Reading Silverman


The Bedwetter: Stories of Courage, Redemption, and Pee, by Sarah Silverman – I like Sarah Silverman, and I’m not generally a fan of poop jokes. I think it might be a little different with her, because: 1) she’s certainly capable of being more cerebral when she wants to be, and 2) she has charisma. It isn’t just that she’s cute (which she is), but that her friendly style is such that I can forgive her less effective jokes. She’s very open about herself, which might not work for every comedian, but it does for her. In the book, she discusses her struggles with depression, and not only admits to having wet the bed for years, but even mentions it in the title. I have to say that’s pretty gutsy. It was a quick read, and funny while also making me sympathize with her. Why does it seem like every comedian suffers from depression? Mind you, I’ve been depressed for most of my life and hardly anyone thinks I’m funny, so you could say I’m even worse off. :P

This entry was posted in Book Reviews, Celebrities, Humor and tagged , . Bookmark the permalink.

4 Responses to Reading Silverman

  1. vilajunkie says:

    I think on her own she can be funny, but put her in a movie and she’s suddenly, always the bitchy girlfriend/female lead’s bitchy best friend. :P I’m thinking of “School of Rock” in particular, but pretty much any movie with her in it.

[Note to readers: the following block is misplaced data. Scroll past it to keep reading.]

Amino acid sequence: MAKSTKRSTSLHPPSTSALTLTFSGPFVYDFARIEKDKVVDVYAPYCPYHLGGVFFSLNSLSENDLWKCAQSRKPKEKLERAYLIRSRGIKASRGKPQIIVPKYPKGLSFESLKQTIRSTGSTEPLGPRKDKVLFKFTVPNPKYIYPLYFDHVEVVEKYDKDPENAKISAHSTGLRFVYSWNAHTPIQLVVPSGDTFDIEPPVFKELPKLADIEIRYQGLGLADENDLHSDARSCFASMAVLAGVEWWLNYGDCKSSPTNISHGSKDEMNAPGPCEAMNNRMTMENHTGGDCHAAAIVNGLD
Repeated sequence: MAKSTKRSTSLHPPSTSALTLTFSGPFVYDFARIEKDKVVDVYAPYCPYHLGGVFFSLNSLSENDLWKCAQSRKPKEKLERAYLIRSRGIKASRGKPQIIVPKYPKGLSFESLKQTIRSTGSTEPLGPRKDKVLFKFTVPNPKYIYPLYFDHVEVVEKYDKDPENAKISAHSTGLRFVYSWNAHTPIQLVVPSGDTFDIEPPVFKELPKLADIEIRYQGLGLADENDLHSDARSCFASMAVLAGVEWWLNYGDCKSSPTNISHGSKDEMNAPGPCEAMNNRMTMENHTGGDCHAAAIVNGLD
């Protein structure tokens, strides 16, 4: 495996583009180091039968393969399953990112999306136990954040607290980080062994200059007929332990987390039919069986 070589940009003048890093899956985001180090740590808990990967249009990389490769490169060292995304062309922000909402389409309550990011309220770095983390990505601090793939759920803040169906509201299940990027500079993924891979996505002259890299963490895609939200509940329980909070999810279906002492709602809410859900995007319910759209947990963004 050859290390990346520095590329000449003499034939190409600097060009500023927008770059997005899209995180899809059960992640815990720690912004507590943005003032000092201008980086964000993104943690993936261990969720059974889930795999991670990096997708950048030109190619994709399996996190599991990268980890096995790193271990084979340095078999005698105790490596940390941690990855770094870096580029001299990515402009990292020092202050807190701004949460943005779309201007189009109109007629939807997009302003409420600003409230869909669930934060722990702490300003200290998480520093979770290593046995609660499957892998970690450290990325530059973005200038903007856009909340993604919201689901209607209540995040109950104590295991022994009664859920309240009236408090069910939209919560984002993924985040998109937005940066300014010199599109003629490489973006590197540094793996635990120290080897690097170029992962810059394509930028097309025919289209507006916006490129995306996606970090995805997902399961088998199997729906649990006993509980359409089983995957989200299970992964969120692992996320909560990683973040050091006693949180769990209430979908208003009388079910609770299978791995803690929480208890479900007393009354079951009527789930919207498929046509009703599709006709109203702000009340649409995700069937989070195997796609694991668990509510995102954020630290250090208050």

…I do love her “I’m F***ing Matt Damon!” video.

    • Nathan says:

      She mentioned in her book about how the only roles female comedians, including herself, can usually get are the bitchy girl parts. I don’t think I’ve actually seen any movies with her in them, though.

      • vilajunkie says:

        She usually gets parts in comedy movies that are independent and/or made by other stand-up comedians and film comedians with stand-up or sketch comedy backgrounds. A lot of her movies have been with members of SNL and Second City (a Chicagoan improv/sketch comedy troupe with rotating cast members that churns out most of the SNL cast, even from the show’s beginnings).

  2. Pingback: Voices for the Brainless | VoVatia

Leave a Reply

Fill in your details below or click an icon to log in:

WordPress.com Logo

You are commenting using your WordPress.com account. Log Out /  Change )

Google photo

You are commenting using your Google account. Log Out /  Change )

Twitter picture

You are commenting using your Twitter account. Log Out /  Change )

Facebook photo

You are commenting using your Facebook account. Log Out /  Change )

Connecting to %s